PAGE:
Baloch grievances - Rizwan Asghar - Saturday, March 19, 2011

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The insurgency in Balochistan shows no signs of dying down. The upsurge of violence so far this year has involved blowing up of gas pipelines on a much larger scale. Bullet-riddled bodies of missing persons are often found in various parts of the province. The assassination attempts on the governor and the chief minister of the province reflect the state’s collective failure in the maintenance of law and order.

Now people openly talk of secession. In many districts of Balochistan the subject of “Pakistan studies” is not being taught in schools any more, and Pakistan’s national flag is publicly desecrated. Some moderate Baloch who talk of finding a solution within the federation of Pakistan are also being targeted.

For its part, the PPP-led government in Balochistan has failed to take any positive steps for removal of the sense of deprivation amongst the Baloch people. Its performance on developmental work in the remote areas of Balochistan has been poor from the start. There are no signs of any sincere effort for the resolution of the conflict by the provincial or federal governments.

The initiatives taken so far have fallen short of encouraging a coherent approach to the problem. The military operations launched from time to time have only resulted in loss of life, property and displacement of Baloch people. Resultantly, the Baloch people have gradually lost hope that Pakistan’s discriminatory political system will provide them with justice.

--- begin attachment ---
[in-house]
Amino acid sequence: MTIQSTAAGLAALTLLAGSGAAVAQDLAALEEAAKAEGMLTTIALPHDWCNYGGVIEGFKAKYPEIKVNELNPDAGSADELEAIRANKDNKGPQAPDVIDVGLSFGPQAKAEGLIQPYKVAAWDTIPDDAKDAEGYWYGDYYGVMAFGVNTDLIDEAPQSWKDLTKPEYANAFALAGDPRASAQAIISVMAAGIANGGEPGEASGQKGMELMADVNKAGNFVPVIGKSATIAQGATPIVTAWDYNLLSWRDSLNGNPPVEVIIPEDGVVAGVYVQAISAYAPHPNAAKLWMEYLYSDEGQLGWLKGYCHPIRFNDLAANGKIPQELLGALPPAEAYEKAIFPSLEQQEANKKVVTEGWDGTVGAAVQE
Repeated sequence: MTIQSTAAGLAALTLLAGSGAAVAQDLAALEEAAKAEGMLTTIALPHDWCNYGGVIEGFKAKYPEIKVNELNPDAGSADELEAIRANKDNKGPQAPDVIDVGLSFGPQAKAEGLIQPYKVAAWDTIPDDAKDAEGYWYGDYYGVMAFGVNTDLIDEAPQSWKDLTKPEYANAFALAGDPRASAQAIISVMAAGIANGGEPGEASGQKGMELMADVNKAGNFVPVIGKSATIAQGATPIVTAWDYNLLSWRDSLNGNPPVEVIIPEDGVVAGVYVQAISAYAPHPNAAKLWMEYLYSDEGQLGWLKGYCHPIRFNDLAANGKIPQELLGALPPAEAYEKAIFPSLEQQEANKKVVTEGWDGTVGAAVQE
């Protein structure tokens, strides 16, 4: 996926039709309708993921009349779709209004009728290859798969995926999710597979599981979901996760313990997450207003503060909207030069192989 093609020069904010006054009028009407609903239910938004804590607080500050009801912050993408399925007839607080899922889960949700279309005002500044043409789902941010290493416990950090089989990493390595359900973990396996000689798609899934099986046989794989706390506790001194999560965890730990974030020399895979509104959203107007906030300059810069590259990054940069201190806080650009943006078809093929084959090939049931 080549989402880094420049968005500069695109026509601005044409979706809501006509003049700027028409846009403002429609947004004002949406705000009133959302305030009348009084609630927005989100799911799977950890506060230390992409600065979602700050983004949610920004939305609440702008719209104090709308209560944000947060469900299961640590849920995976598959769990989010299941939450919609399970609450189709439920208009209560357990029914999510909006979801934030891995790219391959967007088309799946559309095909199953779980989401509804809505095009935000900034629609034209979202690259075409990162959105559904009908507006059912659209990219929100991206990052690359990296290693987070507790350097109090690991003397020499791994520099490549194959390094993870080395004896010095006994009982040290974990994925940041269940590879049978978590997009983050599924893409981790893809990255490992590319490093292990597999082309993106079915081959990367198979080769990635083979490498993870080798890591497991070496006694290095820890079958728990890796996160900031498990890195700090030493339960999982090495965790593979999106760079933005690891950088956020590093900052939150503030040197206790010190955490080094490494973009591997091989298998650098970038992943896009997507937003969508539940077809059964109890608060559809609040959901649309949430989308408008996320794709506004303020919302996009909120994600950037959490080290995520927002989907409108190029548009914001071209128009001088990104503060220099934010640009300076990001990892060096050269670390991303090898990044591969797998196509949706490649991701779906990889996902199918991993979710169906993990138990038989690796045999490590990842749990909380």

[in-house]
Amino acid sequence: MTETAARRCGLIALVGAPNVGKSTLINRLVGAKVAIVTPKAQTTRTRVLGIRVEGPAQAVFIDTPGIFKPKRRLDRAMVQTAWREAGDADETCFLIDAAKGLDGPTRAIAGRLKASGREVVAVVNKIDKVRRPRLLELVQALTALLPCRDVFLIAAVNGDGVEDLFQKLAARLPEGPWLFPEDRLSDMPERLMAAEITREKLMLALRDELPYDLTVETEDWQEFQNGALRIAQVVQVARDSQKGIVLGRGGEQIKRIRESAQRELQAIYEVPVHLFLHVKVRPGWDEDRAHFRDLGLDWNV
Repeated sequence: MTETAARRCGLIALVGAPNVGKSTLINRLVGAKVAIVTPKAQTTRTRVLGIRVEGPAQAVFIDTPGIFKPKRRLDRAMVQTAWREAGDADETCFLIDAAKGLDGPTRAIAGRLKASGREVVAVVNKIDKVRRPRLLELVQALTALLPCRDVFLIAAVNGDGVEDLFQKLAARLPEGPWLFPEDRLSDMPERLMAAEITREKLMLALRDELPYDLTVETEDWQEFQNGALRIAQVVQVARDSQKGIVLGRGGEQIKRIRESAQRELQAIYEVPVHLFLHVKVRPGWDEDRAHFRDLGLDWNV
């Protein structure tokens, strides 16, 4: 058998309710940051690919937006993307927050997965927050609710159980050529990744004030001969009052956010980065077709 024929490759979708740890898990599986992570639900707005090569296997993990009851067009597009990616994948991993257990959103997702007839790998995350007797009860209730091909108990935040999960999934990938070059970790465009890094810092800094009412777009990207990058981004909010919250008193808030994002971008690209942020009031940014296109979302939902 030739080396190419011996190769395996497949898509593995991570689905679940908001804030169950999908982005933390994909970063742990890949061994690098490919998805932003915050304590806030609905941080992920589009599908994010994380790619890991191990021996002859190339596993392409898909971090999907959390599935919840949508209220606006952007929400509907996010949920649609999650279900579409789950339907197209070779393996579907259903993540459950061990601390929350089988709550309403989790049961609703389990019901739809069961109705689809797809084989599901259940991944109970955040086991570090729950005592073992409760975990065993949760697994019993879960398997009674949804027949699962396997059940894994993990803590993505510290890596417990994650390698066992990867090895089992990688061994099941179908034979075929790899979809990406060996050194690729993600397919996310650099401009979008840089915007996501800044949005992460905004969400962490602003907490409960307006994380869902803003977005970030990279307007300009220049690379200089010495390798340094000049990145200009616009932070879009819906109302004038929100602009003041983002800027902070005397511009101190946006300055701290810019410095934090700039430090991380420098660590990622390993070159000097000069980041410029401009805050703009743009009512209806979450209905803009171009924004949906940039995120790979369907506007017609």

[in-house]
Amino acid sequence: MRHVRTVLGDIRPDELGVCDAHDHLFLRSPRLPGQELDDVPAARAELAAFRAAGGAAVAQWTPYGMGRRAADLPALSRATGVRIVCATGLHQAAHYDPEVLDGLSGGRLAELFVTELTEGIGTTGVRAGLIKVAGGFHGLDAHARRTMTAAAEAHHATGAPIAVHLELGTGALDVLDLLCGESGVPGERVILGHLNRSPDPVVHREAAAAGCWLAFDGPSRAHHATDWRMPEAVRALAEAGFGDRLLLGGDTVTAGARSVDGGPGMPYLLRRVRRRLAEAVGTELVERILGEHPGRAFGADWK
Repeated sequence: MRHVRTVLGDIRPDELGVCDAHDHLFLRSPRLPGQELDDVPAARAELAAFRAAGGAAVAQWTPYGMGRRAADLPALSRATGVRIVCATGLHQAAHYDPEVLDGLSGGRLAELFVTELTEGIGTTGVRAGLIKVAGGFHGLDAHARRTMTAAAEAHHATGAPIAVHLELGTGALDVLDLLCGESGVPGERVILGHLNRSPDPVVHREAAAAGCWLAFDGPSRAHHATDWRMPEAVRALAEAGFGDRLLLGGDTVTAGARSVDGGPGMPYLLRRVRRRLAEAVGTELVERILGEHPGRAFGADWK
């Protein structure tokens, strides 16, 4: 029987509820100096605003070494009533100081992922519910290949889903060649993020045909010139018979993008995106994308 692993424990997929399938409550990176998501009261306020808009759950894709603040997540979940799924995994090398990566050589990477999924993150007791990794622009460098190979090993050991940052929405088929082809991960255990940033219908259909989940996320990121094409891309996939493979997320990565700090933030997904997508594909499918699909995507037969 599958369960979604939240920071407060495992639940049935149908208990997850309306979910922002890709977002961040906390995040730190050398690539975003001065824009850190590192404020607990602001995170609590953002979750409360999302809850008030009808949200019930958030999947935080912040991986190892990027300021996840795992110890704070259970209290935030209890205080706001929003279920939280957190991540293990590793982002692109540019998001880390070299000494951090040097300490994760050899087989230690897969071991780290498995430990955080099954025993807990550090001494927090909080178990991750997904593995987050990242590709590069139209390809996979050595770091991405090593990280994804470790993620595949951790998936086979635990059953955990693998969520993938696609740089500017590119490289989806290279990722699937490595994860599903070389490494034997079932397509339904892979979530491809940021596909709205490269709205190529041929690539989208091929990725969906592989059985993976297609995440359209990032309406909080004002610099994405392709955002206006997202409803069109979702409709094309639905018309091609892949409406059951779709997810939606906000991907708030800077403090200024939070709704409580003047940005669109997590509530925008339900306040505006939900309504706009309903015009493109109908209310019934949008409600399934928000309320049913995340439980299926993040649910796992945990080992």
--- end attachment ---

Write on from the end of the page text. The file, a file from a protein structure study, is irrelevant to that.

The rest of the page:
We cannot leave the situation to the intelligence agencies and paramilitary forces. Recently, Salahuddin Mengal, the advocate general of the province, alleged that the Frontier Constabulary is persecuting innocent people. According to human rights groups, as many as 13,000 people are missing in the province. The issue of missing people is very sensitive for the Baloch people and cannot be ignored.

The government should hold a political dialogue with all the stakeholders. At the same time, it should engage with the common people of Balochistan by wooing them through trust-building measures.

The people of Balochistan have the primary right over the minerals and other natural resources of the province. This right has always been denied to them. The major part of the income from these resources should be spent on the welfare of the people of Balochistan.

First priority should be accorded to addressing Baloch politico-economic grievances and resolving the issue of missing persons. The intelligence agencies’ meddling in Balochistan’s political affairs should also stop immediately.

Meanwhile, the Baloch people have to realise that despite the fact that their province has been neglected by the federal government, some Baloch sardars are equally to blame for the sad plight of the people of Balochistan. For instance, Balochistan’s first elected assembly was dissolved by Zulfikar Ali Bhutto in collusion with Baloch sardars.

Similarly, during the Musharraf government Nawab Akbar Bugti had demanded an abnormal rise in land rent, but when the federal government refused to concede his demand he started clamouring for Baloch rights. Many Baloch sardars have always opposed the establishment of schools in their constituencies. During this persistent friction between the federal government and Baloch sardars, it is the common Baloch who have to bear the brunt.

Email: rizwanasghar7@yahoo. com

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